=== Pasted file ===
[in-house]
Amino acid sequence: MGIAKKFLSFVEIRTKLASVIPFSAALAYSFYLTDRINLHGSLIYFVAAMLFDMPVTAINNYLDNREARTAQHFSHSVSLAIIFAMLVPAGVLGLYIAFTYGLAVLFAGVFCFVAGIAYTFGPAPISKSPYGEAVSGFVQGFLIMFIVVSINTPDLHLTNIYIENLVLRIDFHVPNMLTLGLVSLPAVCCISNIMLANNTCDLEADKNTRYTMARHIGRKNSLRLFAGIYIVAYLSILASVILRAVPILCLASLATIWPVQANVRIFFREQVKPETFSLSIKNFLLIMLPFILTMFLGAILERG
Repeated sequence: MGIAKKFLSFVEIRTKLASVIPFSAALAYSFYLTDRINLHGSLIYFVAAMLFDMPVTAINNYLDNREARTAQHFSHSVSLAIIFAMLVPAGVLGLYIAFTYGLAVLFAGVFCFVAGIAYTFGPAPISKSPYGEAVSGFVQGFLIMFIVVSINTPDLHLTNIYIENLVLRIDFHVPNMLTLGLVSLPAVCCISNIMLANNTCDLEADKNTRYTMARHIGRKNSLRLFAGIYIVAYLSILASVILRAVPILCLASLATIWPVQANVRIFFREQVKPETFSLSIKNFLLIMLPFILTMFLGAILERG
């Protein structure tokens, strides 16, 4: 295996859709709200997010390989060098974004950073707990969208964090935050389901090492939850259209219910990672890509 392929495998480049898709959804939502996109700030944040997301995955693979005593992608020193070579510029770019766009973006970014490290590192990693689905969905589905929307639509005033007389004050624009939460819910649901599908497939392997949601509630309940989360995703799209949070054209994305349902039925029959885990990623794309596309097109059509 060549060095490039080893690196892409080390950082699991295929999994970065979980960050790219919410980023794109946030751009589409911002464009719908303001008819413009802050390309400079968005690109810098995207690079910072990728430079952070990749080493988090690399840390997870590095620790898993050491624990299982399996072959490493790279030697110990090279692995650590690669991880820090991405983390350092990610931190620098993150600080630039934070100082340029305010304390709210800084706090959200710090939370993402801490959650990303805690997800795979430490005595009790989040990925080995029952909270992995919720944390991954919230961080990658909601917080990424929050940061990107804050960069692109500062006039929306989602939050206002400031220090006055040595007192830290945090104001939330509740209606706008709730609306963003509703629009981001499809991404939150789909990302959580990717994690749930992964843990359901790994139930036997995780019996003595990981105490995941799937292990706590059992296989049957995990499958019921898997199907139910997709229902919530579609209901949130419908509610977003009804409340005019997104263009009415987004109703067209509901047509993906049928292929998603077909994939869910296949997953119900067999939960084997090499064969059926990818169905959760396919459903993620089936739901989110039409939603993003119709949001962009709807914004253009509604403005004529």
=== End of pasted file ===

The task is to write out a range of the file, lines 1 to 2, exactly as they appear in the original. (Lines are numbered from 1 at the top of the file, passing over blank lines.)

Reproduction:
[in-house]
Amino acid sequence: MGIAKKFLSFVEIRTKLASVIPFSAALAYSFYLTDRINLHGSLIYFVAAMLFDMPVTAINNYLDNREARTAQHFSHSVSLAIIFAMLVPAGVLGLYIAFTYGLAVLFAGVFCFVAGIAYTFGPAPISKSPYGEAVSGFVQGFLIMFIVVSINTPDLHLTNIYIENLVLRIDFHVPNMLTLGLVSLPAVCCISNIMLANNTCDLEADKNTRYTMARHIGRKNSLRLFAGIYIVAYLSILASVILRAVPILCLASLATIWPVQANVRIFFREQVKPETFSLSIKNFLLIMLPFILTMFLGAILERG